The following symptoms are indicators that healing is needed and that the relationship with food needs to be seriously addressed:

  • Feelings of hopelessness and despair and/or obsessive thoughts about eating and/or weight
  • Reaching for food as a source of comfort or companionship
  • Patterns of weight gain and/or regaining after several attempts at dieting
  • Unable to commit and/or follow through with weight loss even though the tools and information have been made available

Donna is committed to helping individuals develop their own program of recovery and in the process create healthier, happier lives. She emphasizes the importance of mindful eating and creating structured eating habits, specifically maintaining protein in the diet to help stabilize blood sugar, which will help improve health. In addition, she teaches self-care skills with an emphasis on the development of self-respect, self-empathy and self-love, all within a peaceful and comforting environment.

Donna finds it extremely rewarding to watch her clients get the help they need and transform their lives. One of her favorite quotes is by Carl Jung: “We cannot change anything unless we accept it. Condemnation does not liberate, it oppresses.” So for those who are suffering, Donna says the first step is to accept that help is needed and then reach out for assistance.

Nan Ogger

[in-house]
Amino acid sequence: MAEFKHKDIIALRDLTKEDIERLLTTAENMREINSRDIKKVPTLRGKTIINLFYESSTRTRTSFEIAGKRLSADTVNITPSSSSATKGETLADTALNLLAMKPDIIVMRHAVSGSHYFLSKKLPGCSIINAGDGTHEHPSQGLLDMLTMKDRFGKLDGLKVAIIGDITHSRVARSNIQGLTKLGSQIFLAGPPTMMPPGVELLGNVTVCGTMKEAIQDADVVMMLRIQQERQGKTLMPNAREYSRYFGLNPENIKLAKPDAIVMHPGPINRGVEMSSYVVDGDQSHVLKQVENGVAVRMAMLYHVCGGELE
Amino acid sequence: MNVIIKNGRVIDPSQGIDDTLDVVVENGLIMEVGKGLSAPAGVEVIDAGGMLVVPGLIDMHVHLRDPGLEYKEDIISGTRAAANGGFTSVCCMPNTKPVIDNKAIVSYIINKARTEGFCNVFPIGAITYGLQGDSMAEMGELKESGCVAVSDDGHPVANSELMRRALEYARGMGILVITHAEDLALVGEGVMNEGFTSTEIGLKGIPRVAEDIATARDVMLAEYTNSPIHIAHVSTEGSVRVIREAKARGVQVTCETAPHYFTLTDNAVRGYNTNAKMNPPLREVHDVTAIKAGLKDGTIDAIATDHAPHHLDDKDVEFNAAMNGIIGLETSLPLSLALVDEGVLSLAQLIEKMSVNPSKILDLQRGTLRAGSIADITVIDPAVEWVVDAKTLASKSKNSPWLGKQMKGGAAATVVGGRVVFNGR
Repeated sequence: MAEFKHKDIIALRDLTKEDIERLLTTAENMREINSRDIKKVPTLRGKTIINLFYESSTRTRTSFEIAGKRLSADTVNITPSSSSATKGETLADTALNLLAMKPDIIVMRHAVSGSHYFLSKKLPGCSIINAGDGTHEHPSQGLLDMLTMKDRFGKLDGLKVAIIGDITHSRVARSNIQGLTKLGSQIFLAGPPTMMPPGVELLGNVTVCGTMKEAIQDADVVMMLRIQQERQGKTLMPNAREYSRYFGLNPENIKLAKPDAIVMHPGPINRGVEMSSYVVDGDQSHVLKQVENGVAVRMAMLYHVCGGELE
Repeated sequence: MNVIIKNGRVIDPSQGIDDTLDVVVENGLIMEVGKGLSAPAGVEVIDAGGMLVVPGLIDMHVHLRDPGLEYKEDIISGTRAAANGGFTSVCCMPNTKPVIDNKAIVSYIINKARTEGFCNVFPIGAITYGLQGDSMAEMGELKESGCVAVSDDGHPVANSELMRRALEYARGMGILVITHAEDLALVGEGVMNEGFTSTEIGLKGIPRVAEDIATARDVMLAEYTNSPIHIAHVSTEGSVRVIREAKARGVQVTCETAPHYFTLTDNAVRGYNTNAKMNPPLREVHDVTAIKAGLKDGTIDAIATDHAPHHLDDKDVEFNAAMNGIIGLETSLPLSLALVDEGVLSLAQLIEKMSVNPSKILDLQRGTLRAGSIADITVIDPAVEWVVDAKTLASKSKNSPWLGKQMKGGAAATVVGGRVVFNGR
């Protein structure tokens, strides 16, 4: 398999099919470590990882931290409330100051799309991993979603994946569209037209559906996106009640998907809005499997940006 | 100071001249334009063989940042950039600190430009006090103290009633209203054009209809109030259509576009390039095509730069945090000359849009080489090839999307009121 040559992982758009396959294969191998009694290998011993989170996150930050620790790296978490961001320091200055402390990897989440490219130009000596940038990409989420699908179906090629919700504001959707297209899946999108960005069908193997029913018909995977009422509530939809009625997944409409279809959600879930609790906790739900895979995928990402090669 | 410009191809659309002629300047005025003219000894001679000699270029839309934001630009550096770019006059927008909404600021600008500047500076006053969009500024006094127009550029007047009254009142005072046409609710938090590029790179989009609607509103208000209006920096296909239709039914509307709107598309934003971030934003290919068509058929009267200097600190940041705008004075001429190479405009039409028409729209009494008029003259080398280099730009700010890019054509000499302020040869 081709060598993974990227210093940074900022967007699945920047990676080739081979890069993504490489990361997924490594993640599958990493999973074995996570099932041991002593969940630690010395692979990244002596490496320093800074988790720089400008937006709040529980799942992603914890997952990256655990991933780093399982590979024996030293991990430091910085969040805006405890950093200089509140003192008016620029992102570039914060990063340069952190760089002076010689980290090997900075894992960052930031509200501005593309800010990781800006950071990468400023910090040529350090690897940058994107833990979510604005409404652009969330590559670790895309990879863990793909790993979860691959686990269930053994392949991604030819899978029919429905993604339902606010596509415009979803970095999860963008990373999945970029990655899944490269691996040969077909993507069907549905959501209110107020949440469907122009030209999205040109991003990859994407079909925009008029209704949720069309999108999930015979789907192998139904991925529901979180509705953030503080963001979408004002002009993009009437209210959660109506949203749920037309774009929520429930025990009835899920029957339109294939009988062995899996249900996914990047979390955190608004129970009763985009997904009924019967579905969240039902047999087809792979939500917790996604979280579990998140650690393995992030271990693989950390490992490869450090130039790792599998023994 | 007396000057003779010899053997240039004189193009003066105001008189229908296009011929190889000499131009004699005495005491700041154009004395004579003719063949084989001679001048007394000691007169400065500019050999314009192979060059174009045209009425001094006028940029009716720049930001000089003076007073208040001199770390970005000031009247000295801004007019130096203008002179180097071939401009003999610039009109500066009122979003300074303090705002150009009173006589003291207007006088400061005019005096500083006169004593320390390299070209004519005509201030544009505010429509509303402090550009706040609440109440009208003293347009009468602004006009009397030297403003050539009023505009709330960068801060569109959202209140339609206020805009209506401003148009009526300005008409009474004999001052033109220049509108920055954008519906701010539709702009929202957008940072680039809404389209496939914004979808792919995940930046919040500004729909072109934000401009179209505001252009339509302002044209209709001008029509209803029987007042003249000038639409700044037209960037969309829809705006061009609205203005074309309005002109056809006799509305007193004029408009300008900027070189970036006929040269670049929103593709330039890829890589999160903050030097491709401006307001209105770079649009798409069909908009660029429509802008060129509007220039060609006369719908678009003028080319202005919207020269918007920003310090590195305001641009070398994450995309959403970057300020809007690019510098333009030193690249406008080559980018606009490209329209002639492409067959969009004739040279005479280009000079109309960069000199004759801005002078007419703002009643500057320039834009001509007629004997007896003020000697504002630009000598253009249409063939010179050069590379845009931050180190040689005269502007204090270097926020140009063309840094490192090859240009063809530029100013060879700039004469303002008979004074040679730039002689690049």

At first glance of Nan Ogger’s résumé of her accomplished career in counseling, you would think this working wife and mother of three has it all together. But she’d be the first to tell you that she has often faced challenges with balancing it all, including making time for herself. As the Behavior Specialist at MBL, Nan is extremely excited to be working with patients on their own balancing of lifestyle challenges and barriers that often interfere with weight loss goals. Common challenges include stress eating, emotional eating, boredom eating, uncontrolled eating, self sabotage, lack of pre-planning, or inability to take time for self. She assists patients by developing healthier habits through behavioral modification techniques to help meet their goals. “Dr. Higgins (Formerly Swindler) is very caring, supportive and extremely knowledgeable, and I am excited to join this team and be able to get to know, and help ‘coach’ people to a healthier lifestyle.” Nan was born and raised in Western Kentucky. She attended Murray State University where she graduated with a Bachelor of Science in Social Work and a minor in Child Development. She moved to Lexington, where she was accepted into the Master in Social Work Program at the University of Kentucky. She later worked as a clinician at Bluegrass Community Health Center. During her 9 years there, she carried a case load of about 100 patients with a wide range of mental health and behavioral conditions and provided psycho-social work, discussing their care and ensuring their health needs were met. She also earned a Certified Social Work (CSW) and Licensed Clinical Social Worker (LCSW). She has done private counseling with a concentration in adolescent and family counseling and was a counselor/social worker at Fayette County Public Elementary Schools for about six years. She then accepted a social work / child guidance position and continued to work with Fayette County Public Schools until 2010. It was there that she saw first-hand the impact of obesity in the school system. “I’ve seen that about 75% of kids are overweight or obese. It’s the middle area or visceral fat which is the medically really dangerous fat. The healthy lifestyle that Medical Bariatrics of Lexington’s program endorses will be especially beneficial to students.” After this position, Nan continued to provide part-time private practice, working with women dealing with post-partum issues, young mothers, and adolescents. She took time to focus on raising her daughters, but missed counseling, and wanted to get back to what she truly loves: helping people achieve their goals. “It’s important to take time out for your relationship with your spouse, have special dates with your kids, but also to set aside the time for yourself; you just have to do it. You’re a better parent, spouse, employee, and friend … better everything when you take care of yourself.” In order to make a real change and have a lasting true weight reduction, Nan stands by the rules of five: 5 seconds, 5 minutes, 5 hours, 5 days, 5 weeks, 5 months and 5 years. “I believe in the rules of five. It has longevity in it. It’s not something that you say, ‘Ok, I’m going to change something today.’ It takes dedication, regular and constant commitment.” She added, “The thing about weight loss is that it’s not just a diet, it has to be a lifestyle change. I think that’s where people run into issues. If you think of it as a diet, I don’t think you’re going to have the long-time changes that you want.” Nan, a wife and mother of 3, also enjoys learning to play golf, gardening, UK and U of L sports, and reading in her spare time. Her favorite motto: “I believe the worse thing anyone can have in their lives is regret,” she said. “Go for your dreams, go for your goals. Don’t regret not taking time for yourself, don’t regret not losing the extra weight so you feel better about yourself. Don’t regret. Try. Go for your dreams.” Nan is excited to help patients at MBL beat their lifestyle challenges through behavioral modification techniques to help achieve their goals and improve their health and overall happiness.